GigaVUE>config port-type 7 tool

I told GigaVUE to send traffic that it sees from the iTap on port 5 to port 7.

GigaVUE>config connect 5 to 7

At this point I could sniff traffic on the 2950iii and see packets from the iTap, sent through the GigaVUE.

Finally I configured the two sets of tap ports to transmit what they saw to the tool port as well.

GigaVUE>config connect 9 to 7
GigaVUE>config connect 10 to 7
GigaVUE>config connect 13 to 7
GigaVUE>config connect 14 to 7

At this point traffic sent between r200a and r200b on their copper and fiber ports, plus traffic from the iTap, appeared on the sniffing interface of the 2950iii sensor -- courtesy of the GigaVUE.

I decided to try a few simple filtering actions to control what traffic was seen by the 2950iii sensor.

The first filter told the GigaVUE to not show traffic with destination port 22. This filter applies at the tool port, so traffic to dest port 22 makes it into the GigaVUE but is dropped before it can leave the box.

GigaVUE>config filter deny portdst 22 alias ignore-ssh-dst
GigaVUE>config port-filter 7 ignore-ssh-dst

The second filter removes traffic from source port 22.

GigaVUE>config filter deny portsrc 22 alias ignore-ssh-src
GigaVUE>config port-filter 7 ignore-ssh-src

The final two commands remove these filters.

GigaVUE>delete port-filter 7 ignore-ssh-dst
GigaVUE>delete port-filter 7 ignore-ssh-src

This is a really cursory trial, but I wanted to document the few commands I did perform. If you have any questions, feel free to post them here. I'll ask the Gigamon team to respond here, or directly to you if you so desire in your comment. Thanks to Gigamon for providing a demo box for me to try. I wanted to get some "hands-on" time with this device so I can decide if I need this sort of flexibility in production monitoring environments.

Here's another image, from a higher angle.


Seth Hall said…
Thanks for evaluating their hardware. I've wanted to talk to them for a while but haven't had time. My only question for them, is if they support something similar to what I've been documenting here:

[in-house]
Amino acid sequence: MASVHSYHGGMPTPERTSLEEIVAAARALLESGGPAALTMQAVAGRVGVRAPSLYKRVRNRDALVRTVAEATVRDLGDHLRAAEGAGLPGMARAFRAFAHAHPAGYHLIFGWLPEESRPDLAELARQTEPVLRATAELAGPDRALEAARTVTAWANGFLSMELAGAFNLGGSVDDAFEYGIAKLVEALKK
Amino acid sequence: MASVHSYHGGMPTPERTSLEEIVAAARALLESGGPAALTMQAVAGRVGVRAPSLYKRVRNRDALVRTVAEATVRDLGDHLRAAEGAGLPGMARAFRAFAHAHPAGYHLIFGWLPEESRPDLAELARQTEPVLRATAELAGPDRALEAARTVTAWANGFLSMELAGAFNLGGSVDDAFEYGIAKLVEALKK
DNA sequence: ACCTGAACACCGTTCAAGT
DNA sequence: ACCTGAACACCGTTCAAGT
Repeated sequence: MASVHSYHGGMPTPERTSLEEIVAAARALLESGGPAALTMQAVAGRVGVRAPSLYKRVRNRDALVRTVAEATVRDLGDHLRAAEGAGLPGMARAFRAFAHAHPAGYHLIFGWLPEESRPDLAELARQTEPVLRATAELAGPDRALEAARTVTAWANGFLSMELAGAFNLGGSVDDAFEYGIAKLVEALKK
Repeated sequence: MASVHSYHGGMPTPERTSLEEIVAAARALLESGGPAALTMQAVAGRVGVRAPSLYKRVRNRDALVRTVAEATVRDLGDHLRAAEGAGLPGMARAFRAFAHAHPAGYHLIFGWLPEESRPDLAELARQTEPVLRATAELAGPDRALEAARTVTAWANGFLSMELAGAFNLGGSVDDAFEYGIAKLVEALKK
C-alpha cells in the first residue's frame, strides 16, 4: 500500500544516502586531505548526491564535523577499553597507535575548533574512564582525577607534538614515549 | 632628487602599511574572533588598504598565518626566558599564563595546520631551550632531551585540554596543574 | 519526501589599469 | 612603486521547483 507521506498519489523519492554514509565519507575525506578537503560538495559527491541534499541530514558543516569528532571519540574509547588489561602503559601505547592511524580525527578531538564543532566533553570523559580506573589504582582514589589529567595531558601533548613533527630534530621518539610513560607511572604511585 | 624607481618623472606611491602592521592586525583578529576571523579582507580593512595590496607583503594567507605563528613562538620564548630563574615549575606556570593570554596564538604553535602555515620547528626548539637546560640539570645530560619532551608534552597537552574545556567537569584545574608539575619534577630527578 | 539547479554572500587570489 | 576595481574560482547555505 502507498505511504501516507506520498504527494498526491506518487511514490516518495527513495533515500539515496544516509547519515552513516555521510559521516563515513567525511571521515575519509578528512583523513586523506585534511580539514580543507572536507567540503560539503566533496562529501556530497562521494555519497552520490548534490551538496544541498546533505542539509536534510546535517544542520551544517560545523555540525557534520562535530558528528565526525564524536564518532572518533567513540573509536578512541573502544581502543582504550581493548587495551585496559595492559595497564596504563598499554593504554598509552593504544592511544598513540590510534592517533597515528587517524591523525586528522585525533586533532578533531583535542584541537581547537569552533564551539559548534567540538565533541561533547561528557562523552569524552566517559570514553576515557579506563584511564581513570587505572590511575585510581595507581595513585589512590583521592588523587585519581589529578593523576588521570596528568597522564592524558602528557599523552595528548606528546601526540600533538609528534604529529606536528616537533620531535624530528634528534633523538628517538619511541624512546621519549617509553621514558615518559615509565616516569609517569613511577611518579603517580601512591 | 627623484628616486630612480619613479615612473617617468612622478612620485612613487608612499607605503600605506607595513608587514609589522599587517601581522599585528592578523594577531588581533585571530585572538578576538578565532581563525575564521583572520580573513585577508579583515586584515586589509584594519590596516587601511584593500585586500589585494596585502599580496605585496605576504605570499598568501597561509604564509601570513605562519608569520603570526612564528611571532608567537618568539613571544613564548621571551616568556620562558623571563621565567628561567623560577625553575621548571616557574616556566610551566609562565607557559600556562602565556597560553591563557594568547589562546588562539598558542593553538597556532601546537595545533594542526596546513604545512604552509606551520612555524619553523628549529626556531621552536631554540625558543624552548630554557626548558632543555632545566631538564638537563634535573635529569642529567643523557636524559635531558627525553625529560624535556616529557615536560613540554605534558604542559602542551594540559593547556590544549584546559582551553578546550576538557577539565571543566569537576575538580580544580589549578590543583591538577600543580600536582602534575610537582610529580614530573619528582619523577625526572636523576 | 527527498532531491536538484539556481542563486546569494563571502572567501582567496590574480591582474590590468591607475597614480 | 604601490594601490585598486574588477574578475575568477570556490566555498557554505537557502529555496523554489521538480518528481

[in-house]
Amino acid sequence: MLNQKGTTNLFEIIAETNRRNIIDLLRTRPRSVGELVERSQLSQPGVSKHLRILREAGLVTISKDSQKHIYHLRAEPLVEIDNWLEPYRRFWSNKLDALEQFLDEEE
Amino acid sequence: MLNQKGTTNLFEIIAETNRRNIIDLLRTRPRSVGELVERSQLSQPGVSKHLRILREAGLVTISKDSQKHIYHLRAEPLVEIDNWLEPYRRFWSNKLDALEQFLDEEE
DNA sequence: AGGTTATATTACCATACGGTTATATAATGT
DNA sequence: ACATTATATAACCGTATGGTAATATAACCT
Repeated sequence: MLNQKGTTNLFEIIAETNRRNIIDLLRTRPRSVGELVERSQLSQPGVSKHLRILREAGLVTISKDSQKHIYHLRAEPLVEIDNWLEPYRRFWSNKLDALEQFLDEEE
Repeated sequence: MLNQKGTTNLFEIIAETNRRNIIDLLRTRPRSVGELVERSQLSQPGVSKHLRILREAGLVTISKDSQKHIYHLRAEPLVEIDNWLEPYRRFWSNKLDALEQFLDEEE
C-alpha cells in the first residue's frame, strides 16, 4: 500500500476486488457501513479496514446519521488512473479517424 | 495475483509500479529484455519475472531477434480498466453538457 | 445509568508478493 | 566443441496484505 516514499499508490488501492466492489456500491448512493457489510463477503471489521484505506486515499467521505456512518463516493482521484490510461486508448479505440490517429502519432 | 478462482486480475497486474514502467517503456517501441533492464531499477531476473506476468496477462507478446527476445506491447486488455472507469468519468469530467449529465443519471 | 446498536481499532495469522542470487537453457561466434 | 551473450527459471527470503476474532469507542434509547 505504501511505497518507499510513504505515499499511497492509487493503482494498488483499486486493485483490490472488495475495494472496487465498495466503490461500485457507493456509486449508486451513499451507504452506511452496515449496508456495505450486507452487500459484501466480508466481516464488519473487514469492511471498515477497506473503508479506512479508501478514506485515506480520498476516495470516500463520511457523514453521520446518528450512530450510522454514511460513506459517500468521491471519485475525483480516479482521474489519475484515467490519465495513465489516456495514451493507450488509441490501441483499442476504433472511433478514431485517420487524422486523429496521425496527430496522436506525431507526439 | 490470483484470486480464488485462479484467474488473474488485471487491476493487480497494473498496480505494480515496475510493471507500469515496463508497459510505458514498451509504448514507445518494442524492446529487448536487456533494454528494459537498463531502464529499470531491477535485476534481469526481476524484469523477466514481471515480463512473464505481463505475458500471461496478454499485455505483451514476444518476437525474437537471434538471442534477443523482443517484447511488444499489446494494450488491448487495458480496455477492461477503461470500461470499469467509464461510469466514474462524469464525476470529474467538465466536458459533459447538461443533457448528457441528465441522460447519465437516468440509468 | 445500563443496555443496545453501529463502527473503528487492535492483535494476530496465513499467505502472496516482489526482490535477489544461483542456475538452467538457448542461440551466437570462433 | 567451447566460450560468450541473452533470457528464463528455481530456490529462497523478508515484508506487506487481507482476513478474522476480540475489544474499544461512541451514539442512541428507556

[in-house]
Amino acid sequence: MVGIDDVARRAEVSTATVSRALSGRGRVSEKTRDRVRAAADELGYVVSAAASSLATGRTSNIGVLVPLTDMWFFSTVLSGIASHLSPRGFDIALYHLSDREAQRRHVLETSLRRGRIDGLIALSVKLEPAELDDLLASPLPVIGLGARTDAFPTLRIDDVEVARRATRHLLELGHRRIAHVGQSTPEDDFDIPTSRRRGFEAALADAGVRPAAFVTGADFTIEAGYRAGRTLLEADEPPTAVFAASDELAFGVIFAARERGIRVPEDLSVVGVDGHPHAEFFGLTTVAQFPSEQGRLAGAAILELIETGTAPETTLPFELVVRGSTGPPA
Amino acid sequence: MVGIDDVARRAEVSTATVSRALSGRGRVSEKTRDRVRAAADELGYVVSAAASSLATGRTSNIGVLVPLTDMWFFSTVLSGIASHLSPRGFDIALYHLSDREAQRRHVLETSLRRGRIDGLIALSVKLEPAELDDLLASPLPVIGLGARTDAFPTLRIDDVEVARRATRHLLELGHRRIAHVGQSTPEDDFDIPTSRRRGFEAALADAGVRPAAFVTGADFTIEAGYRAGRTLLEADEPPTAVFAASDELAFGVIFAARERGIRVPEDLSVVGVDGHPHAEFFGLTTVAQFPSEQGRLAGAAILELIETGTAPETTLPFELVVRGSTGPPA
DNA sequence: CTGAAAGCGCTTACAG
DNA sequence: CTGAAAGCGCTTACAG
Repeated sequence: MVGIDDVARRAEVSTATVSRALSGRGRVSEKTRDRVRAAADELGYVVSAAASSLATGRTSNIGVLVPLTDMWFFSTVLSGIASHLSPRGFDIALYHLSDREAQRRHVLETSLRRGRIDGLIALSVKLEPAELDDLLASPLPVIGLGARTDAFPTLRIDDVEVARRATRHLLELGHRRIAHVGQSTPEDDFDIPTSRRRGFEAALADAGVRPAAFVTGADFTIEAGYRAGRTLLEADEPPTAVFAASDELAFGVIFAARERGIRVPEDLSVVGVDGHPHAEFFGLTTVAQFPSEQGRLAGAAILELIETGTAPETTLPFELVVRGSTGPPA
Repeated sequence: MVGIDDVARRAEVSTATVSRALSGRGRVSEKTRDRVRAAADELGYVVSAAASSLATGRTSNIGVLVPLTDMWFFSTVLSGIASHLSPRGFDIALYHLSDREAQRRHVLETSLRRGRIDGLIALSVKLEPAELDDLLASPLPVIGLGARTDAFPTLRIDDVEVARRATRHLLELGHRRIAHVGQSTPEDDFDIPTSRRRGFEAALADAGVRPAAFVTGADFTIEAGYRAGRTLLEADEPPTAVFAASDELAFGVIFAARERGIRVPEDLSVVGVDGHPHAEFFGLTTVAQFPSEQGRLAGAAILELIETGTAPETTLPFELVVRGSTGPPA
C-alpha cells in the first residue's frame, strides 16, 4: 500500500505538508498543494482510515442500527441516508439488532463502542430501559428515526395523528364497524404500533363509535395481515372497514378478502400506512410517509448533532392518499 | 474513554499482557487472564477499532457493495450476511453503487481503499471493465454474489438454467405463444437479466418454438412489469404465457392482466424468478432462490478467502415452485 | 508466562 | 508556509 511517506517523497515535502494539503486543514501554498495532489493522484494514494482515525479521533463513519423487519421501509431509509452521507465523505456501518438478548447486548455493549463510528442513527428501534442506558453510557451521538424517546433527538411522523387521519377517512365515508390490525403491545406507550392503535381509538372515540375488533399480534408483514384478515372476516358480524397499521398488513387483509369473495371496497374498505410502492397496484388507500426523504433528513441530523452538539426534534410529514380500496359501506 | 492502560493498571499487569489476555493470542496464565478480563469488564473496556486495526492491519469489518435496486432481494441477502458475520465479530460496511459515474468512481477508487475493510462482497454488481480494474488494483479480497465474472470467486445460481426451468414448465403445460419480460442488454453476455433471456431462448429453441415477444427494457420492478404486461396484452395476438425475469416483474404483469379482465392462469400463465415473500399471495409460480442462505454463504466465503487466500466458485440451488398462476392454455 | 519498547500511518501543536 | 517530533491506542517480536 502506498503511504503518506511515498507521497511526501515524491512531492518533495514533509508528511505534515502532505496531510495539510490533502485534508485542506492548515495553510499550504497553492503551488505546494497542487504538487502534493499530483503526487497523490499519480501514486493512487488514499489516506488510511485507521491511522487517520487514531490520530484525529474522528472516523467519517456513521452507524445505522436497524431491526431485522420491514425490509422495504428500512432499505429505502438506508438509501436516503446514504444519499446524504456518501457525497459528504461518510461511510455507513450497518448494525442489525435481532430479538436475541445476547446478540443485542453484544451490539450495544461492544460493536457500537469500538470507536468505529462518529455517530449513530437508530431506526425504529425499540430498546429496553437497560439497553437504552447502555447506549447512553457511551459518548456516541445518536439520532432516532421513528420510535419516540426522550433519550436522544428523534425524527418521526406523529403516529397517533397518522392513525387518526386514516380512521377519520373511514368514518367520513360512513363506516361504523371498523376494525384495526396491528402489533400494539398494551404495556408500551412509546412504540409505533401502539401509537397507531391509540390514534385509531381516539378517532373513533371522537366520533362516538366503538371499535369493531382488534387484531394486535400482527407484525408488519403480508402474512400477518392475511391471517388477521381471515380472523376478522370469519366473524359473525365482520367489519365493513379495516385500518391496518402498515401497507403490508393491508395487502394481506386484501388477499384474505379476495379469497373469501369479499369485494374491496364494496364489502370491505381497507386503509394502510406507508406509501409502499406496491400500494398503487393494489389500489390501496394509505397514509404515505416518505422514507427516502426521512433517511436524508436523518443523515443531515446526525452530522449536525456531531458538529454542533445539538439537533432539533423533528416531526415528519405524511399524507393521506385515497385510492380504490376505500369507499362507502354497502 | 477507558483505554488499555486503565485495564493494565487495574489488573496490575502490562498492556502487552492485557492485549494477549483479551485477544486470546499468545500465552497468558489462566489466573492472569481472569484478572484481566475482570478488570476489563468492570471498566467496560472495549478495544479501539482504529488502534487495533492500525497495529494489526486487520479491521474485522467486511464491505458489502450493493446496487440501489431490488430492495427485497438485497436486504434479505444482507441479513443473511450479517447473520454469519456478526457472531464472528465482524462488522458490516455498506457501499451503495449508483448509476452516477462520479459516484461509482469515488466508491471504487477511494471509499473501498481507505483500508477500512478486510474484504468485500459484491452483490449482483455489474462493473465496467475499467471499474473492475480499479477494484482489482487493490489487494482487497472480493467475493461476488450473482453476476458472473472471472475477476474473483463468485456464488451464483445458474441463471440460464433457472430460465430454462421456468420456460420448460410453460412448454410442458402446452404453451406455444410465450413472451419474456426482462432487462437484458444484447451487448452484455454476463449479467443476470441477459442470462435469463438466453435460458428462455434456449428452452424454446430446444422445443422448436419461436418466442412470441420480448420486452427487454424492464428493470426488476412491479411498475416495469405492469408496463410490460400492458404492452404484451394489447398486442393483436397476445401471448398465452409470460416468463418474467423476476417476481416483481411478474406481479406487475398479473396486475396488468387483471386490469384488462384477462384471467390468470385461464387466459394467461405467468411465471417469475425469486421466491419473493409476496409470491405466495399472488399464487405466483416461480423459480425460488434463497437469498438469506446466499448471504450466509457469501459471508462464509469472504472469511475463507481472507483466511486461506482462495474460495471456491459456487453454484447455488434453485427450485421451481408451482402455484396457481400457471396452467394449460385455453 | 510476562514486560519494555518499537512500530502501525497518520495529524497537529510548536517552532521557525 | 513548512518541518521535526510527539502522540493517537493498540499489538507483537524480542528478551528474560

Splitting sessions of traffic out to a cluster of similarly configured IDS boxes seems to be the direction things are headed for commodity hardware IDS.
Joe said…

I'm very interested in hearing your final comments on the GigaVUE when you are finished reviewing. At this time, I only know of 2 companies with a product like this, Gigamon and VSS Monitoring ( However, at RSA, I was told by the NetOptics team that they were going to have something similar ready in the fall. I have an immediate need for 2 of these devices already.
Anonymous said…
While perhaps a bit pricey at first glance, I've found that the amount of time and hassle that the Gigamon device saves you is totally worth it. We have a 420 and the older model which it replaced and I have been totally satisfied.

Our next step is to do some in-line tapping so as to remove any additional load/complexity on the victim network devices. I'd be interested in hearing about any experiences people have had doing in-line tapping with Gigamon.
Anonymous said…
Would you be able to tell if you have oversubscribed port 7 in your example and was causing traffic to be dropped?
Anonymous said…
snmp trap, or syslog.
Anonymous said…

There is similar solution now available from a company called Anue. I am now evaluating Gigamon and ANue; anue box is much easier to configure as it has a GUI as opposed to the CLI.

Anonymous said…
Anyone used these SFP slots? Will MSA compliant SFP work or must you use Gigamon proprietary SFPs?